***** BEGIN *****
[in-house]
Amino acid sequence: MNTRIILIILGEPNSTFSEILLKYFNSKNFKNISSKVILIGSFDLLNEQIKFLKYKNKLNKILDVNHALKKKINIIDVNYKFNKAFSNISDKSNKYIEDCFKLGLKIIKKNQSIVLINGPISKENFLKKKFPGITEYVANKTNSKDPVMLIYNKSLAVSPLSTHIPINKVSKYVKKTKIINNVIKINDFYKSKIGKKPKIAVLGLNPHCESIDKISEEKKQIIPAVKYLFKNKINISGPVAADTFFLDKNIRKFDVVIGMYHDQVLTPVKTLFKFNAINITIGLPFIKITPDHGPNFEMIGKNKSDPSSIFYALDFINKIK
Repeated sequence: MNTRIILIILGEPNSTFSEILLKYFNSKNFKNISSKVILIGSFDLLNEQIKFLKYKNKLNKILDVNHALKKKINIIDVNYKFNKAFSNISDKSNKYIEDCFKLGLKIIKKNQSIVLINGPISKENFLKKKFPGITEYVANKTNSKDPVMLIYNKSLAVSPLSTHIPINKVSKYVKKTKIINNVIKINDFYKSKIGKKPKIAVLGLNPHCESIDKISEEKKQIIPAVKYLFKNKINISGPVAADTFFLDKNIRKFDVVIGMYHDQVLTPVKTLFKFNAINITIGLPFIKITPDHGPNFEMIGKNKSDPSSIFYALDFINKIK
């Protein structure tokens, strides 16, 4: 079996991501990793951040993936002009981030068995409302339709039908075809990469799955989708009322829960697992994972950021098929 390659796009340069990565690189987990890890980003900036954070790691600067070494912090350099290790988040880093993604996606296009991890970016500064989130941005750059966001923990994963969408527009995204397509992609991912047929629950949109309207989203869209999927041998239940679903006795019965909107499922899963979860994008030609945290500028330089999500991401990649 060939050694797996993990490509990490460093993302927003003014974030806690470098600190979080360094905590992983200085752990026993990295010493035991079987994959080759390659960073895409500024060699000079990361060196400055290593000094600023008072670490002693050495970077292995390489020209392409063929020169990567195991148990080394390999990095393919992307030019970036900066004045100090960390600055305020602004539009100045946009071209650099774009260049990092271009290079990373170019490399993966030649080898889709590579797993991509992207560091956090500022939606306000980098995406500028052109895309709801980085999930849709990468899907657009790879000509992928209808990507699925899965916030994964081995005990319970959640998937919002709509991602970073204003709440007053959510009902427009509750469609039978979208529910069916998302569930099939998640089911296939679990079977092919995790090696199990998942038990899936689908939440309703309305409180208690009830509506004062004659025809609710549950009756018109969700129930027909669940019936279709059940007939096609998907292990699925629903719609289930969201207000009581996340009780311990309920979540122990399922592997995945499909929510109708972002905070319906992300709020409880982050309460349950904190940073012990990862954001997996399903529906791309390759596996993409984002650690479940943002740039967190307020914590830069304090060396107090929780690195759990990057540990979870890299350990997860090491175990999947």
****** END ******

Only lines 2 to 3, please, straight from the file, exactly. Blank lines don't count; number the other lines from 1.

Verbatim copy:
Amino acid sequence: MNTRIILIILGEPNSTFSEILLKYFNSKNFKNISSKVILIGSFDLLNEQIKFLKYKNKLNKILDVNHALKKKINIIDVNYKFNKAFSNISDKSNKYIEDCFKLGLKIIKKNQSIVLINGPISKENFLKKKFPGITEYVANKTNSKDPVMLIYNKSLAVSPLSTHIPINKVSKYVKKTKIINNVIKINDFYKSKIGKKPKIAVLGLNPHCESIDKISEEKKQIIPAVKYLFKNKINISGPVAADTFFLDKNIRKFDVVIGMYHDQVLTPVKTLFKFNAINITIGLPFIKITPDHGPNFEMIGKNKSDPSSIFYALDFINKIK
Repeated sequence: MNTRIILIILGEPNSTFSEILLKYFNSKNFKNISSKVILIGSFDLLNEQIKFLKYKNKLNKILDVNHALKKKINIIDVNYKFNKAFSNISDKSNKYIEDCFKLGLKIIKKNQSIVLINGPISKENFLKKKFPGITEYVANKTNSKDPVMLIYNKSLAVSPLSTHIPINKVSKYVKKTKIINNVIKINDFYKSKIGKKPKIAVLGLNPHCESIDKISEEKKQIIPAVKYLFKNKINISGPVAADTFFLDKNIRKFDVVIGMYHDQVLTPVKTLFKFNAINITIGLPFIKITPDHGPNFEMIGKNKSDPSSIFYALDFINKIK